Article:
Rep. Alexandria Ocasio-Cortez (D-NY) also raised the issue during a committee hearing in 2019, pressing former HUD Secretary Ben Carson on policies that cause public housing residents and their families to be evicted for committing low-level offenses such as marijuana possession.
She pointed to two specific HUD policies: the “one strike” rule, which allows property managers to evict people living in federally assisted housing if they engage in illicit drug use or other crimes, and the “no fault” rule, which stipulates that public housing residents can be evicted due to illicit drug use by other members of their household or guests—even if the resident was unaware of the activity.
Ocasio-Cortez and then-Sen. Kamala Harris (D-CA) also filed legislation that year that would protect people with low-level drug convictions from being denied access to or being evicted from public housing.
Sen. Jeff Merkley (D-OR) also introduced an affordable housing bill last year that included a provision to prevent landlords from evicting people over manufacturing marijuana extracts if they have a license to do so.
Read the text of the marijuana housing legislation below:
Photo courtesy of Martin Alonso.
FDA Clears Researchers To Study MDMA Use By Therapists Being Trained In Psychedelic Medicine
The Food and Drug Administration (FDA) has already authorized clinical trials into the therapeutic potential of MDMA for patients with post-traumatic stress disorders—but now it’s given the green light to a psychedelics research institute to expand its studies by administering the substance to certain therapists.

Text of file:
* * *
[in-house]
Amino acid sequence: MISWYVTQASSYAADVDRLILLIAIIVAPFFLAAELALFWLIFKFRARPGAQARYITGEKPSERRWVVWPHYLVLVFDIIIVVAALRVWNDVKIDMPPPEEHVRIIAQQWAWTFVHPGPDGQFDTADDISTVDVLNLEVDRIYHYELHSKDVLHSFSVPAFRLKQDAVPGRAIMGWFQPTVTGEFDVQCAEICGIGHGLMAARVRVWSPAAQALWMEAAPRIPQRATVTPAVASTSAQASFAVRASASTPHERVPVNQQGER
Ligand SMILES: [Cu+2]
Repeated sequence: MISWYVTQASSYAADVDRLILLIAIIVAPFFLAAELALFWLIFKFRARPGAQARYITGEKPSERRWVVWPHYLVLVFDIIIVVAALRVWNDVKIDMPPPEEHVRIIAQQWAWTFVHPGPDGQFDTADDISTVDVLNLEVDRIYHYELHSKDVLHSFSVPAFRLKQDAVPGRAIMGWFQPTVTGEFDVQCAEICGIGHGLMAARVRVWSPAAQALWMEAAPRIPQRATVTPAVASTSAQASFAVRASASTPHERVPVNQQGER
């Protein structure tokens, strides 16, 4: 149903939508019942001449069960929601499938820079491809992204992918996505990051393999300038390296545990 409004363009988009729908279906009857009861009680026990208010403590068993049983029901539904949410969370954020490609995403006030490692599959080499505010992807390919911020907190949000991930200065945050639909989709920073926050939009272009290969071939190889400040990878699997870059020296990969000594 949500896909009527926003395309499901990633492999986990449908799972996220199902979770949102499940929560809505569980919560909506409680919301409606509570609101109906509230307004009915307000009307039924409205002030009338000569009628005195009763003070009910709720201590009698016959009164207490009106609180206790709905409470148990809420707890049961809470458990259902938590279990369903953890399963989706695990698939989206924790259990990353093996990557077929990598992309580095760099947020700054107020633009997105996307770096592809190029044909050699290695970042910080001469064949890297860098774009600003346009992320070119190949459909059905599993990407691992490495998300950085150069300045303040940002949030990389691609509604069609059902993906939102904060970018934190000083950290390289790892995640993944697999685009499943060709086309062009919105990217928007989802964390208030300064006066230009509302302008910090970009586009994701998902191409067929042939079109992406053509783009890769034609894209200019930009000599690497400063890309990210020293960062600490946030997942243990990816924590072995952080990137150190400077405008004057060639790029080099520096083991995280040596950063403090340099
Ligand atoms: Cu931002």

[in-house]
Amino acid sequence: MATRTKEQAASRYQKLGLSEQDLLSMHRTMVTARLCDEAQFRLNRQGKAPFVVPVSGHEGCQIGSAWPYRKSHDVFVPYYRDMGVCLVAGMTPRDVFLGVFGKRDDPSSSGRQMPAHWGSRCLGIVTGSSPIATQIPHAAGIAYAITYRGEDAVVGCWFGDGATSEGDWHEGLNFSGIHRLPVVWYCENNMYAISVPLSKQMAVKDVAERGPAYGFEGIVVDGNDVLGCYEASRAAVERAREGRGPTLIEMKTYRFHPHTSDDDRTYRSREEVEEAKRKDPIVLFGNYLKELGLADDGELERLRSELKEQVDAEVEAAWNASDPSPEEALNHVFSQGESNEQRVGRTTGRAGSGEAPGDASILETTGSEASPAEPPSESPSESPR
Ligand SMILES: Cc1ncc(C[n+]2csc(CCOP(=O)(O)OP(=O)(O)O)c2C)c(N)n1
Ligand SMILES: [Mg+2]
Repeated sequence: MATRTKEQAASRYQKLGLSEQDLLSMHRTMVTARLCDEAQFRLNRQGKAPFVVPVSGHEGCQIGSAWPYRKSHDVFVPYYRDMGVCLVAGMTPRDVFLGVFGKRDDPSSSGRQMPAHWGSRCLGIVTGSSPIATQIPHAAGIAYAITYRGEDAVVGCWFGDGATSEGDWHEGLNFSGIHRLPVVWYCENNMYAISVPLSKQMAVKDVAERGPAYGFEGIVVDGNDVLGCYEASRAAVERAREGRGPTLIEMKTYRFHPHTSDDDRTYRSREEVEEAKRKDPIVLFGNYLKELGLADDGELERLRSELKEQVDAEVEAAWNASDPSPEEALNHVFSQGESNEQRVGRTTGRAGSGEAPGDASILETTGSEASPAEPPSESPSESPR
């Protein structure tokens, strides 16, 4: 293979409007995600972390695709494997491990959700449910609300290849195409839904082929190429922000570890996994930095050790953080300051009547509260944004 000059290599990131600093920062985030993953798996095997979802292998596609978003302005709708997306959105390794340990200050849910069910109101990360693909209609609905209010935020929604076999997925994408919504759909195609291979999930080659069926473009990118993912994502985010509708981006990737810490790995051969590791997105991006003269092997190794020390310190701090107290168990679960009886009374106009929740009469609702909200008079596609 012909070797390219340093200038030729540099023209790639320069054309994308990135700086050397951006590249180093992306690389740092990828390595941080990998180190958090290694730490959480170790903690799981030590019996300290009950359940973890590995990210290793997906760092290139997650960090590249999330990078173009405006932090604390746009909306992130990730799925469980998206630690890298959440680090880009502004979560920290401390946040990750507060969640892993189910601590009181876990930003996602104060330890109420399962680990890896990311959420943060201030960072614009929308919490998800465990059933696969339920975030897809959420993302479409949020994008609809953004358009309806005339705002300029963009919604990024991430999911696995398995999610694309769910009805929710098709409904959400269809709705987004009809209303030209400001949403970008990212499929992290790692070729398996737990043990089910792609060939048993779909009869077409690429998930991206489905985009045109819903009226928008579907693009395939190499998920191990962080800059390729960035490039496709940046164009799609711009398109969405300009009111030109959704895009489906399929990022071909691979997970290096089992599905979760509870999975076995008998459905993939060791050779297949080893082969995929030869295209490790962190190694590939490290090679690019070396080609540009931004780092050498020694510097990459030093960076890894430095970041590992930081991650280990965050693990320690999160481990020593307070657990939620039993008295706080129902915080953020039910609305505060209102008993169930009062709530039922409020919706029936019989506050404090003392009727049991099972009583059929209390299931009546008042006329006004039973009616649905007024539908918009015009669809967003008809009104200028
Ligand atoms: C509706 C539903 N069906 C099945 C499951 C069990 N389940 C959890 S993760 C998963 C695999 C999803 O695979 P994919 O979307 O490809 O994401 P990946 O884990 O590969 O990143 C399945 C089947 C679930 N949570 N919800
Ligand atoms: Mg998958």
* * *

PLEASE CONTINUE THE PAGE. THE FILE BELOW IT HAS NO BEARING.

Volunteer therapists who are being trained to treat people with PTSD will be able to participate in the Phase 1 trials to gain personal experience with the treatment option. This is a complementary research project that comes as the Multidisciplinary Association for Psychedelic Studies (MAPS) is in the process of conducting Phase 3 trials involving people with the disorder.
The development comes months after Canadian regulators announced that certain therapists would be allowed to take psilocybin in order to gain a better understanding of the psychedelic when treating patients.
MAPS sought permission to proceed with the therapist-specific trials in 2019, but FDA placed them on a 20-month hold because of concerns about the merits, risks and credentials of investigators. MAPS appealed that hold, providing evidence about the study’s scientific value and ability of its staff, and FDA cleared them on Tuesday.
— MAPS (@MAPS) May 13, 2021
The organization “chose to dispute” FDA’s hold not just because of the impact it had on the planned studies, “but in an attempt to resolve an ongoing issue with the FDA regarding investigator qualifications across studies,” it said in a press release on Wednesday.
“While the term ‘dispute’ may seem adversarial, this process can actually strengthen the relationship and trust between us and our review Division and ensures the Division has support on this project from the [FDA] Office of Neuroscience,” MAPS Public Benefit Corporation (PBC) CEO Amy Emerson said. “This decision demonstrates how our strategic, data-driven strategy in challenging the FDA rulings can be successful.”
Now MAPS is able to launch the Phase 1 clinical trials into MDMA-assisted therapy for therapists.
It will be designed to “measure development of self-compassion, professional quality of life, and professional burnout among clinicians delivering the treatment to patients,” the association said.
Getting personal experience with the substance “is widely considered to be an important element in preparation and training to deliver psychedelic-assisted therapies.”
This will “support the goals of the MDMA Therapy Training Program to provide comprehensive training to future providers,” and it “builds capacity to deliver quality, accessible care to patients, pending approval of MDMA-assisted therapy as a legal prescription treatment,” MAPS PBC Director and Head of Training and Supervision Shannon Carlin said.
FDA first granted MAPS’s request for an emergency use authorization for MDMA in PTSD in 2017. The organization expects to complete its Phase 3 trails in 2022.
The scientific expansion move also comes as the psychedelics decriminalization movement continues to build in the U.S.